Because of this woman's sweat I won the Bronze at the Tokyo 2020 Olympics. Impact?
Everyone knows about Lovlina Borgohain, the 23-year-old boxer from the Golaghat district in Assam who brought home, a Bronze Olympic medal in Tokyo 2020. As the daughter who set the nation’s flag high on the world podium, Lovlina is adored and respected by everyone back in India. But behind every successful person, there are countless hours of sweat, numerous minutes of turmoil, infinite moments of anxiety and self-motivation, many nights of sleeplessness and many mornings of strict regimen. Above all, to keep them motivated, there is always one person like a shadow, never leaving them ever, reminding them of their capabilities time and again, filling and re-filling hope, strength and positivity in them. Lovlina also has one such person who stood as her backbone and it is her constant backup that contributed to Lovlina for what she is today. She is Sandhya Gurung, Lovlina’s coach. We decided to tell you the story of Sandhya today and after reading you will salute her for being the exemplar of the term ‘Guru’.
Rising From The Low-phase:
Sandhya Gurung hails from Burtuk in Gangtok. She was inclined towards sports since the beginning but she had never thought that she would be a boxer until she was introduced to the game by the former Olympian Jas Lal Pradhan. When Pradhan promoted the game in Sikkim, Sandhya decided to venture into it. But life had different plans and even before she started the sport, she met with an accident and remained bed-ridden for close to three years as she was paralyzed. With immense grit and zeal, she overcame her condition, stood on her feet back and got into the sport in 2000. She competed under the 68kg category. She went on to become a national-level boxer winning bronze in the National Championships. In the year 2008, she gave her last game bagging a gold medal when she was offered a job by Sikkim’s Sports department. She was given the option to choose between becoming a boxing official or a coach. The sports department asked her to become a coach by pursuing a coach’s diploma. Sandhya also wanted to be connected to the game and so, instead of choosing to be an official, she chose to be a coach. She was also encouraged by the then sports minister Prem Singh Golay to become the coach. Even before she acquired her coach’s diploma, she was selected as a coach for the national camp. Thus, she has been into coaching since 2010.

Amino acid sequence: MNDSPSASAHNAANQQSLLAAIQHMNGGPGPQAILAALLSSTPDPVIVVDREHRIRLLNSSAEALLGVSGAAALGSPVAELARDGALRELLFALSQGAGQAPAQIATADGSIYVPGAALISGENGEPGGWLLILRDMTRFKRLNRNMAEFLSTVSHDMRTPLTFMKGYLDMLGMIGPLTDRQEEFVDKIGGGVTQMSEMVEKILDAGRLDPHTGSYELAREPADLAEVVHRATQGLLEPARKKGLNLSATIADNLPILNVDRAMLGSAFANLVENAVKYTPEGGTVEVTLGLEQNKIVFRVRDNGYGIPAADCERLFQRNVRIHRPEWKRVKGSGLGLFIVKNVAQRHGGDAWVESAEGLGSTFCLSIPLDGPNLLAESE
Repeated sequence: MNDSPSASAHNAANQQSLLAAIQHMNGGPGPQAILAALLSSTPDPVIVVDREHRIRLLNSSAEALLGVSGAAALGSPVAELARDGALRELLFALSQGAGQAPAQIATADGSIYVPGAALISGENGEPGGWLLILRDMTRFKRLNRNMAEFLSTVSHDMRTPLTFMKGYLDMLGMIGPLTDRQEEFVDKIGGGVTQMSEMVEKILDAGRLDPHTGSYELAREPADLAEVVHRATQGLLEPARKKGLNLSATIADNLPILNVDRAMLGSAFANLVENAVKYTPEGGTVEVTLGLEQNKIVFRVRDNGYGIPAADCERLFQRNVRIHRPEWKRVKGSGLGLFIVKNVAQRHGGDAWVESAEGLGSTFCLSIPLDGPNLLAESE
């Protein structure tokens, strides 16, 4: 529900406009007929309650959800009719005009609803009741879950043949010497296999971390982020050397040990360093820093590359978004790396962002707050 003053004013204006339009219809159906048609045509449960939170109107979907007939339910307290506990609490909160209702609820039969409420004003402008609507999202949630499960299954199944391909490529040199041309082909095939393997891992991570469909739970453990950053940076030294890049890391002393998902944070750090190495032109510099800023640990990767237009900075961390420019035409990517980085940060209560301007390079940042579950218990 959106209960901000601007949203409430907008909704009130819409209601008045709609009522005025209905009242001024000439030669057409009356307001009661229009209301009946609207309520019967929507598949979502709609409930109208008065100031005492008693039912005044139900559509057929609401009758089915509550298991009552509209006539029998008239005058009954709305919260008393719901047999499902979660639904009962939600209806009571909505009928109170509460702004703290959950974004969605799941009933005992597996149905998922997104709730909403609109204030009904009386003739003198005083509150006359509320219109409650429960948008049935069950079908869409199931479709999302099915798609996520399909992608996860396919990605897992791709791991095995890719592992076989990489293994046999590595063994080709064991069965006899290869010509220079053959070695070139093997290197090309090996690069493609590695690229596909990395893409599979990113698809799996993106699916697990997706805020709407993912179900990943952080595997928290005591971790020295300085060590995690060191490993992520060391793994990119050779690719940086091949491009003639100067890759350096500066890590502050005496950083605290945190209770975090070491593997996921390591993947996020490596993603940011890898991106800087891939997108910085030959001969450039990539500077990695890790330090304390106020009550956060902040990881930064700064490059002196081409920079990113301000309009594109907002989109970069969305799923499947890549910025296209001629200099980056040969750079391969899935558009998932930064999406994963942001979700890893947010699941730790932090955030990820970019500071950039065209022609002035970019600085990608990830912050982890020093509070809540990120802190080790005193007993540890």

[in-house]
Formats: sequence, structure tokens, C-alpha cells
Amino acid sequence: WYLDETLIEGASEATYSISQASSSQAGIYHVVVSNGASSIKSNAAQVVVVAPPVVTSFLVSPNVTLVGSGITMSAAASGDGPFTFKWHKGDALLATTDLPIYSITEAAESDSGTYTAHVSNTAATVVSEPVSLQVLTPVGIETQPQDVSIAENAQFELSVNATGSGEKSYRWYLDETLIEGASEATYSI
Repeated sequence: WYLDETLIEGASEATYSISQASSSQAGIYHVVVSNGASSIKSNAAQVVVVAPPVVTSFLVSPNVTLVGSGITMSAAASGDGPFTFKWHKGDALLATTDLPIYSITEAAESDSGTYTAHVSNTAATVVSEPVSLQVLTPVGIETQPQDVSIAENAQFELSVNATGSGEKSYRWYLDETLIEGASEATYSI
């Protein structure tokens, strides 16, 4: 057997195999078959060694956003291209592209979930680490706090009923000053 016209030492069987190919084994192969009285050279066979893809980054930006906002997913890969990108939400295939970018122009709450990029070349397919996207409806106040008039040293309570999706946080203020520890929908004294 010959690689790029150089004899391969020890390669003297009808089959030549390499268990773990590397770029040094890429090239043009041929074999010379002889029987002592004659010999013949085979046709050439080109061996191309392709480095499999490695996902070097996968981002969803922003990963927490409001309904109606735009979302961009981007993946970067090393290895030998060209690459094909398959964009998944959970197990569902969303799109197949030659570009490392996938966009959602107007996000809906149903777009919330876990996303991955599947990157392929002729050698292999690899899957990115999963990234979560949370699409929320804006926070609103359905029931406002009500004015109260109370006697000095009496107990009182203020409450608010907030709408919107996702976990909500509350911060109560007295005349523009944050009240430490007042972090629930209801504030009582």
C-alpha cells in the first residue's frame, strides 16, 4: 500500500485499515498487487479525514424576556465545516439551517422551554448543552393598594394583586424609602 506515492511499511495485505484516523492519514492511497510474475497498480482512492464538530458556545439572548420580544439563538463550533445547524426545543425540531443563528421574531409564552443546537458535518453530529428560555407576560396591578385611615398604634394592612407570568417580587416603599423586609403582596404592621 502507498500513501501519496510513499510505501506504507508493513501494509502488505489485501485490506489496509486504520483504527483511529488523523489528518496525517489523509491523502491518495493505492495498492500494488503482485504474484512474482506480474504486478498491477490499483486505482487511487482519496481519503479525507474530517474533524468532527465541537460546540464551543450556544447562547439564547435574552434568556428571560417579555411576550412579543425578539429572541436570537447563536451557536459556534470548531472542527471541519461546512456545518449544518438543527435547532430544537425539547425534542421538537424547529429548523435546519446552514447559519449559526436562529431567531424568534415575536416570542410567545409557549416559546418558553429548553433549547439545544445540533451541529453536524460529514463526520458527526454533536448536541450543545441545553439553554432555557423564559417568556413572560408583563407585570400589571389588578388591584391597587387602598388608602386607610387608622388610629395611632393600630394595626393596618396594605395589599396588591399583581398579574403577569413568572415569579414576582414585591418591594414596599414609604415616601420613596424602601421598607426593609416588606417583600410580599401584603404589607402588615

Coaching The Shy Girl:
Sandhya says that she has seen Lovlina at the sub-junior camp in 2012 as a shy girl. Sandhya recollects how both of them developed a ‘connect’. She tells that Lovlina was a very homely girl who worried equally about her family the way she thought about her game. When Sandhya had to coach Lovlina, she closely looked at how scared the amateur girl was initially. Though Lovlina did well against weaker opponents, when she had to face the real threat, she would panic. That’s where Sandhya had to work her way to make her ward confident. In November 2016, when Lovlina, who joined the camp as a junior, became the senior and came to Sandhya requesting for training, Sandhya had no reason to deny. “My message to mentor her was no excuse for anything in training, take me as a friend or parent, and she has been sincere in her game and disciplined in her training. There is never a no from her in training,” said Sandhya.
In big tournaments, Lovlina would get shivers running down the spine and Sandhya would constantly remind her that she is the lion. She would constantly render into Lovlina’s ears, “Tum sherni nahi ho, tum sher ho. (You aren’t a lioness; you are a lion).” Though it is evident how one can get scared while throwing and receiving punches in the ring, Sandhya helped Lovlina deal with fear. “When she used to get cold feet, I used to urge her how she is a Lion, king of the jungle. Even though we are not together today, I have been helping her virtually through video calls and elaborate discussions in the Olympics currently. We try to analyse what the opposition has in his strengths and weaknesses currently”, says Gurung talking about how the duo share a special bond even when they are not together.
Sandhya, who juggles between the National camp in Delhi and her family in Sikkim, says that she also trains many people in Sikkim when she goes home. Her intention is to bring more people from Sikkim into the sport, “especially women”, she says.
The kites that fly high in the sky have the support of invisible strings attached to them. We wish Sandhya becomes the string to many more high-flying kites like Lovlina.
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